|cover by Jack Kirby|
Wednesday, May 11, 2016
Road Trip with Hercules
Marvel Premiere had started with two issues featuring Adam Warlock, then had actually settled down for a 12-issue run with Dr. Strange, then another 11 with Iron Fist. But when Iron Fist teamed up with Luke Cage to form Heroes for Hire, the book began to feature different characters or groups for one or two issue runs. This began in issue #26 (November 1975), which featured Hercules and sported a wonderful Jack Kirby cover. The writer is Bill Mantlo and the interior art is by George Tuska.
Herc shows up in his own story for two reasons. First, it was the 10th anniversary of his Marvel Universe premiere in Thor Annual #1. Second, he was currently a member of the Champions, so this story was an opportunity to plug that book.
Hercules had met the other Champions on a college campus where he was appearing as a lecturer. I love that, by the way. It makes so much sense in a universe where the Greek myths are a part of real history to ask an immoral demi-god to give talks on the subject.
So he and his agent, Richard Fenster, are driving to a lecture gig. Hercules stops to help put out a forest fire.
What caused the fire? The usual sort of thing: Typhon, one of the Greek Titans, and the witch Cylla had just busted out of Hades--a side effect of which was to set the forest ablaze. Another side effect was Typhon's battle axe getting painfully wielded to his hand, so he can't let it go.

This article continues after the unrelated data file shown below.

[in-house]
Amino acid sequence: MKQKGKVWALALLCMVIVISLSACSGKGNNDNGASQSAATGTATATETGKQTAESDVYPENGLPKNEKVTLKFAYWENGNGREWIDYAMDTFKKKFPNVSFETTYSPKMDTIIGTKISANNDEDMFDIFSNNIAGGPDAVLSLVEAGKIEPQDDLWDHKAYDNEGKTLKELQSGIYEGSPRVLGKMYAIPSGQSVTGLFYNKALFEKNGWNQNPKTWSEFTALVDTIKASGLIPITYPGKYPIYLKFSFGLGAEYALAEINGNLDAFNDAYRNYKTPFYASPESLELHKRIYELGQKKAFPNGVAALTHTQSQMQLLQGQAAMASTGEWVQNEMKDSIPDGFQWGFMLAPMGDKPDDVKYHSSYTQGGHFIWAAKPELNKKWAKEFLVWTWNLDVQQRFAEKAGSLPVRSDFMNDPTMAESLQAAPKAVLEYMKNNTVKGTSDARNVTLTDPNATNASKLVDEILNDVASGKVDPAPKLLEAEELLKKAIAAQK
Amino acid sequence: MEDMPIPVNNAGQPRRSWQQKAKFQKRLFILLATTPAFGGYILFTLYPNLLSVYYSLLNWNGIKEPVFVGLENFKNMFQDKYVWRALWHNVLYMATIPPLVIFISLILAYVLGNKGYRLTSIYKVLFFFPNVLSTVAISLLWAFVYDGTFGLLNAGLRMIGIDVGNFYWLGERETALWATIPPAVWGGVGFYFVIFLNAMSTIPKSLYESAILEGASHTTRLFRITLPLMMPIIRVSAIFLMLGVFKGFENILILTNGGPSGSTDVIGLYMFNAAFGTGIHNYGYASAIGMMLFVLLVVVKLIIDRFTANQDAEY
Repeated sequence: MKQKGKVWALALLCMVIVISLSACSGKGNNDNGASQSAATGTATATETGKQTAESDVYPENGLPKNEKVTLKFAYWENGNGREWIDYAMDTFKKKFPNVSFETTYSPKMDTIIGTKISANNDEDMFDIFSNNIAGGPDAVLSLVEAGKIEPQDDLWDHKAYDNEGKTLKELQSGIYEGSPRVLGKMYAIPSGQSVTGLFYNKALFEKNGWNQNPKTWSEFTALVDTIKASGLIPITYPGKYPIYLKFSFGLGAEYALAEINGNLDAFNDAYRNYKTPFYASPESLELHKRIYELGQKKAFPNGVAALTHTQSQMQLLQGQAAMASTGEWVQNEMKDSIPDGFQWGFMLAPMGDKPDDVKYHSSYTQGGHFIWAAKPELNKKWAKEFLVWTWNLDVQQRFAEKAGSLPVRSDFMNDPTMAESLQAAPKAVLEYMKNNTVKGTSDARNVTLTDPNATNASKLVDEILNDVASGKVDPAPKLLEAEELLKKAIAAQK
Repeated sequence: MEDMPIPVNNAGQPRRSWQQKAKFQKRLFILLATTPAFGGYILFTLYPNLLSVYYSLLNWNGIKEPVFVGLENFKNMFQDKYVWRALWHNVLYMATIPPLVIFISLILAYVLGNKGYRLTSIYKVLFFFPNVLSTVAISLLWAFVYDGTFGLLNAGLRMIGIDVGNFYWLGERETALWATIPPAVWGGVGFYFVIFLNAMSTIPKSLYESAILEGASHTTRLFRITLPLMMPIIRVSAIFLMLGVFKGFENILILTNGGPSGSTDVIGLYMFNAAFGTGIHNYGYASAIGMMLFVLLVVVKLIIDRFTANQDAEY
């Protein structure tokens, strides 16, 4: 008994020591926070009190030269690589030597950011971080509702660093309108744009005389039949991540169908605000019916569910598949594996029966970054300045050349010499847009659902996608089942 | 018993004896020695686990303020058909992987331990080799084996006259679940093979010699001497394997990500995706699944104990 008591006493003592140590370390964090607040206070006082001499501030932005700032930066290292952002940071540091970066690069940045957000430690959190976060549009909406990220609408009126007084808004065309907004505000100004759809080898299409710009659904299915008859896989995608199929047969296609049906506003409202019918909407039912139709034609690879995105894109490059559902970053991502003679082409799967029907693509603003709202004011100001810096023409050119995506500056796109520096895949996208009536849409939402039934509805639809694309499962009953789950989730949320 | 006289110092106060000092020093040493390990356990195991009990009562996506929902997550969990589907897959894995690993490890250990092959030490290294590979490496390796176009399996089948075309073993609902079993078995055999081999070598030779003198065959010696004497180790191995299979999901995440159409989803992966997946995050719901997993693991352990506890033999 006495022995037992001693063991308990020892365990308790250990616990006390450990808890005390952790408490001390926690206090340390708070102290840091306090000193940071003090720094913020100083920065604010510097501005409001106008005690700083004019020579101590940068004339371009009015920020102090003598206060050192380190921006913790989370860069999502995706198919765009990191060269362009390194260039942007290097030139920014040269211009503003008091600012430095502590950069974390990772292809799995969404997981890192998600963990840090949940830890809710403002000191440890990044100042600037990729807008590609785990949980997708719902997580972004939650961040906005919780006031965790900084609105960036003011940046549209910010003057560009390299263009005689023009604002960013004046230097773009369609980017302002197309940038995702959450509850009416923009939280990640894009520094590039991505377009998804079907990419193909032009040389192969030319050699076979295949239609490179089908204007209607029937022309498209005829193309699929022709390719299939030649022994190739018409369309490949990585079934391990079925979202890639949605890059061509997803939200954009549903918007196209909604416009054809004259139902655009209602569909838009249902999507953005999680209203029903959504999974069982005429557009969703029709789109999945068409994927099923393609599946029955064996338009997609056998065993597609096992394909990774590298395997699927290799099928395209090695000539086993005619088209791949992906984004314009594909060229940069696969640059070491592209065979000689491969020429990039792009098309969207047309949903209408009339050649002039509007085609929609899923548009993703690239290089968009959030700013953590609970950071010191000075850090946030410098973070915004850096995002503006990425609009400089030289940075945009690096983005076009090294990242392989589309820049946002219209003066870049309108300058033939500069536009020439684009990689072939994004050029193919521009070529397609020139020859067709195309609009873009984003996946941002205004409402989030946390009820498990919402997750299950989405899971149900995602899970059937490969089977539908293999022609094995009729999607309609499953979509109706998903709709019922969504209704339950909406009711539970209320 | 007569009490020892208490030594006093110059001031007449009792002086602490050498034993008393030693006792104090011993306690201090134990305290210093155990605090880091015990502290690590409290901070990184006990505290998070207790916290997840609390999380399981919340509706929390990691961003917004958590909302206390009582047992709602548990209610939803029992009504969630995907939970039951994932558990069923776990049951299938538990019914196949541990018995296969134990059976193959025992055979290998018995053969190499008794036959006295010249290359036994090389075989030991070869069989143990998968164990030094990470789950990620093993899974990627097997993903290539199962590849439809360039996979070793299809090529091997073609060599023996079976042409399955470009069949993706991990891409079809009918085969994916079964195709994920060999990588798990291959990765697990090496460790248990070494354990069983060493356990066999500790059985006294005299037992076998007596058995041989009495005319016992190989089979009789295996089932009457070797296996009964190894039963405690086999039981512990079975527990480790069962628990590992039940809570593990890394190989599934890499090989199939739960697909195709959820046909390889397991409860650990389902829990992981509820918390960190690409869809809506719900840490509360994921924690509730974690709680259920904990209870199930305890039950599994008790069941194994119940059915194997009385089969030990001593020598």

In a comic book universe, that really is the usual sort of thing.
Typhon had appeared in Avengers #49 & 50 a few years earlier and had been condemned to Hades after the Avengers (which included Hercules at the time) defeated him. Now he's out for revenge. Cylla also wants to do away with Herc, because he had once declined to her amorous advances.
Typhon attacks and trashes poor Fenster's car. The Titan and the god begin to pound away at each other. Cylla slants the battle towards Typhon by magically trapping Hercules' legs in quicksand. But no good agent lets his most lucrative client get killed--Fenster whacks Cylla from behind, allowing Herc to free himself.
The fight continues apace. I've always enjoyed Tuska's art without ever being a really huge fan of it, but he does a particularly fine job here in giving the fight a sense of real power.
Hercules comes out on top, of course. There's a wonderful bit in which Fenster then wonders if they can get Typhon to join them on the lecture circuit, but Zeus ruins this idea by zapping the Titan and the witch both back to Hades.
It's all great fun--a one-and-done single issue story that does its job in giving us our money's worth in entertainment. As mentioned above, one of the reasons for featuring Hercules in a solo story was purely commercial--a ploy to boost sales of The Champions by showcasing one of their members. But that's okay. The story was good and you weren't required to buy The Champions if you didn't want to do so. If you saw Hercules on the cover and had an extra quarter in your pocket, then you had all you needed.
The days of impulse buys for comics are largely over. And that's too bad. The world need every opportunity it can get to watch Hercules fight Typhon.
Next week, two of the finest Silver/Bronze Age artists team up and take us to the Old West.